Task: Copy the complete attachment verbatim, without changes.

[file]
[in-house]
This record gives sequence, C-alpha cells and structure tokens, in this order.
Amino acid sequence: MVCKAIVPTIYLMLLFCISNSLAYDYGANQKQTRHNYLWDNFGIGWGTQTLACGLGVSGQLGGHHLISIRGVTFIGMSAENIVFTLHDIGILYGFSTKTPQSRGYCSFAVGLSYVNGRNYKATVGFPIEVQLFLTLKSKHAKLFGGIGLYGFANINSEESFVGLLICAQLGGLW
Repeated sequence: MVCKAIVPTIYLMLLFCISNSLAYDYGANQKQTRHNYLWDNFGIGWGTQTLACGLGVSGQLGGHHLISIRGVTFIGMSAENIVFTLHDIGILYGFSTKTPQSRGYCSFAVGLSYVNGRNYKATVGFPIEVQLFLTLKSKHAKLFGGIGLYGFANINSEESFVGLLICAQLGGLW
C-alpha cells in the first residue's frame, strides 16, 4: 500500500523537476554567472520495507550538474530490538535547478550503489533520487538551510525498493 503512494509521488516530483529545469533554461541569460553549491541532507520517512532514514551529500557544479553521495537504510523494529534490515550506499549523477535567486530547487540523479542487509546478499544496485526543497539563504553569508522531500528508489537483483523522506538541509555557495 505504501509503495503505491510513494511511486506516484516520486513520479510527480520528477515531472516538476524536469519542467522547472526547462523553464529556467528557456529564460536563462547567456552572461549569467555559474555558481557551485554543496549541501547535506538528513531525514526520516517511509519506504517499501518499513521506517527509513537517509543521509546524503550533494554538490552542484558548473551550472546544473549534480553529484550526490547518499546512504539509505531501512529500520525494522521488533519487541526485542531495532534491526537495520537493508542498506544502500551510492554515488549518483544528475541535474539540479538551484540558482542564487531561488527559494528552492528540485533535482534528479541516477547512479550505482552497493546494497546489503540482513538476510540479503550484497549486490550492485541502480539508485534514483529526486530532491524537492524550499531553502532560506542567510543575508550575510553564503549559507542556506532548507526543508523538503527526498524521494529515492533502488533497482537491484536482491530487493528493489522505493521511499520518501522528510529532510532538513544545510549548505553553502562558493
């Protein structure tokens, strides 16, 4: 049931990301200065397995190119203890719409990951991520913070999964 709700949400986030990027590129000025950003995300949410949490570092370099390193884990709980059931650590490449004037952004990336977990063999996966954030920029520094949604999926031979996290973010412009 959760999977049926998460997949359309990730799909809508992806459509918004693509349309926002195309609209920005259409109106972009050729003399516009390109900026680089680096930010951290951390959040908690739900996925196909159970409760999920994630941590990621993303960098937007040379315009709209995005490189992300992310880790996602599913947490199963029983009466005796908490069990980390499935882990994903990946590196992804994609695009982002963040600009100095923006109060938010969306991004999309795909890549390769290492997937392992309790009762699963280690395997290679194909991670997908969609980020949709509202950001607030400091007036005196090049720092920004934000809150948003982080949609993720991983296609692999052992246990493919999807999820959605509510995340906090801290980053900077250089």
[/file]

[in-house]
This record gives sequence, C-alpha cells and structure tokens, in this order.
Amino acid sequence: MVCKAIVPTIYLMLLFCISNSLAYDYGANQKQTRHNYLWDNFGIGWGTQTLACGLGVSGQLGGHHLISIRGVTFIGMSAENIVFTLHDIGILYGFSTKTPQSRGYCSFAVGLSYVNGRNYKATVGFPIEVQLFLTLKSKHAKLFGGIGLYGFANINSEESFVGLLICAQLGGLW
Repeated sequence: MVCKAIVPTIYLMLLFCISNSLAYDYGANQKQTRHNYLWDNFGIGWGTQTLACGLGVSGQLGGHHLISIRGVTFIGMSAENIVFTLHDIGILYGFSTKTPQSRGYCSFAVGLSYVNGRNYKATVGFPIEVQLFLTLKSKHAKLFGGIGLYGFANINSEESFVGLLICAQLGGLW
C-alpha cells in the first residue's frame, strides 16, 4: 500500500523537476554567472520495507550538474530490538535547478550503489533520487538551510525498493 503512494509521488516530483529545469533554461541569460553549491541532507520517512532514514551529500557544479553521495537504510523494529534490515550506499549523477535567486530547487540523479542487509546478499544496485526543497539563504553569508522531500528508489537483483523522506538541509555557495 505504501509503495503505491510513494511511486506516484516520486513520479510527480520528477515531472516538476524536469519542467522547472526547462523553464529556467528557456529564460536563462547567456552572461549569467555559474555558481557551485554543496549541501547535506538528513531525514526520516517511509519506504517499501518499513521506517527509513537517509543521509546524503550533494554538490552542484558548473551550472546544473549534480553529484550526490547518499546512504539509505531501512529500520525494522521488533519487541526485542531495532534491526537495520537493508542498506544502500551510492554515488549518483544528475541535474539540479538551484540558482542564487531561488527559494528552492528540485533535482534528479541516477547512479550505482552497493546494497546489503540482513538476510540479503550484497549486490550492485541502480539508485534514483529526486530532491524537492524550499531553502532560506542567510543575508550575510553564503549559507542556506532548507526543508523538503527526498524521494529515492533502488533497482537491484536482491530487493528493489522505493521511499520518501522528510529532510532538513544545510549548505553553502562558493
């Protein structure tokens, strides 16, 4: 049931990301200065397995190119203890719409990951991520913070999964 709700949400986030990027590129000025950003995300949410949490570092370099390193884990709980059931650590490449004037952004990336977990063999996966954030920029520094949604999926031979996290973010412009 959760999977049926998460997949359309990730799909809508992806459509918004693509349309926002195309609209920005259409109106972009050729003399516009390109900026680089680096930010951290951390959040908690739900996925196909159970409760999920994630941590990621993303960098937007040379315009709209995005490189992300992310880790996602599913947490199963029983009466005796908490069990980390499935882990994903990946590196992804994609695009982002963040600009100095923006109060938010969306991004999309795909890549390769290492997937392992309790009762699963280690395997290679194909991670997908969609980020949709509202950001607030400091007036005196090049720092920004934000809150948003982080949609993720991983296609692999052992246990493919999807999820959605509510995340906090801290980053900077250089």